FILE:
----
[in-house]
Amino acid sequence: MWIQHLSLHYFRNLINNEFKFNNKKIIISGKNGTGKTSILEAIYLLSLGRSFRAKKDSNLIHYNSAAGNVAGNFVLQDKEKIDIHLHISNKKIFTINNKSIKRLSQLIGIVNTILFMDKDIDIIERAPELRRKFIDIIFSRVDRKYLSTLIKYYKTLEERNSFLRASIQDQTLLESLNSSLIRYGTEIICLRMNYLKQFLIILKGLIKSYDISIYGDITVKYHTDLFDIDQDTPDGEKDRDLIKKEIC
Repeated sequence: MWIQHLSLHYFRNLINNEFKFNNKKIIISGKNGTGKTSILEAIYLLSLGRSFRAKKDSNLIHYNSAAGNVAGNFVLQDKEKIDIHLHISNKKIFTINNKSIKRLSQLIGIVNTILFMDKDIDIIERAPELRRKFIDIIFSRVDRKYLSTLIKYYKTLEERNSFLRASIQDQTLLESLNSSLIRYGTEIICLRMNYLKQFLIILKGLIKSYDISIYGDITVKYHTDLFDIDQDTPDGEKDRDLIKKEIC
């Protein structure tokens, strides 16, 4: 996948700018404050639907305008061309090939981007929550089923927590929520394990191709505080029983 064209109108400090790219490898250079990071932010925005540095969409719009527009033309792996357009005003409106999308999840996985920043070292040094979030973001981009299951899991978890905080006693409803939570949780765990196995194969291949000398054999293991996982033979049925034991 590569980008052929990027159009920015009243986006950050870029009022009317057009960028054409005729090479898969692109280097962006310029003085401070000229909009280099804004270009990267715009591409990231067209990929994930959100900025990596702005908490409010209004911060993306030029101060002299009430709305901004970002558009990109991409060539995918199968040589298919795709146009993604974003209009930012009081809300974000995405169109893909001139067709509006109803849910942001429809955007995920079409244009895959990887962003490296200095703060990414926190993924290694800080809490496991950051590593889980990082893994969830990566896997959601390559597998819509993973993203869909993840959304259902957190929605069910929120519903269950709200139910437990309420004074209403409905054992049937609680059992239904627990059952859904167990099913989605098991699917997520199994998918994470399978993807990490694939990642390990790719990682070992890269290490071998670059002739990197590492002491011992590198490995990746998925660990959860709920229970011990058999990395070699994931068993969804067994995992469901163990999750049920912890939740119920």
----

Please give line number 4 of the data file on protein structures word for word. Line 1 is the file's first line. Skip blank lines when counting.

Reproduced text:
């Protein structure tokens, strides 16, 4: 996948700018404050639907305008061309090939981007929550089923927590929520394990191709505080029983 064209109108400090790219490898250079990071932010925005540095969409719009527009033309792996357009005003409106999308999840996985920043070292040094979030973001981009299951899991978890905080006693409803939570949780765990196995194969291949000398054999293991996982033979049925034991 590569980008052929990027159009920015009243986006950050870029009022009317057009960028054409005729090479898969692109280097962006310029003085401070000229909009280099804004270009990267715009591409990231067209990929994930959100900025990596702005908490409010209004911060993306030029101060002299009430709305901004970002558009990109991409060539995918199968040589298919795709146009993604974003209009930012009081809300974000995405169109893909001139067709509006109803849910942001429809955007995920079409244009895959990887962003490296200095703060990414926190993924290694800080809490496991950051590593889980990082893994969830990566896997959601390559597998819509993973993203869909993840959304259902957190929605069910929120519903269950709200139910437990309420004074209403409905054992049937609680059992239904627990059952859904167990099913989605098991699917997520199994998918994470399978993807990490694939990642390990790719990682070992890269290490071998670059002739990197590492002491011992590198490995990746998925660990959860709920229970011990058999990395070699994931068993969804067994995992469901163990999750049920912890939740119920």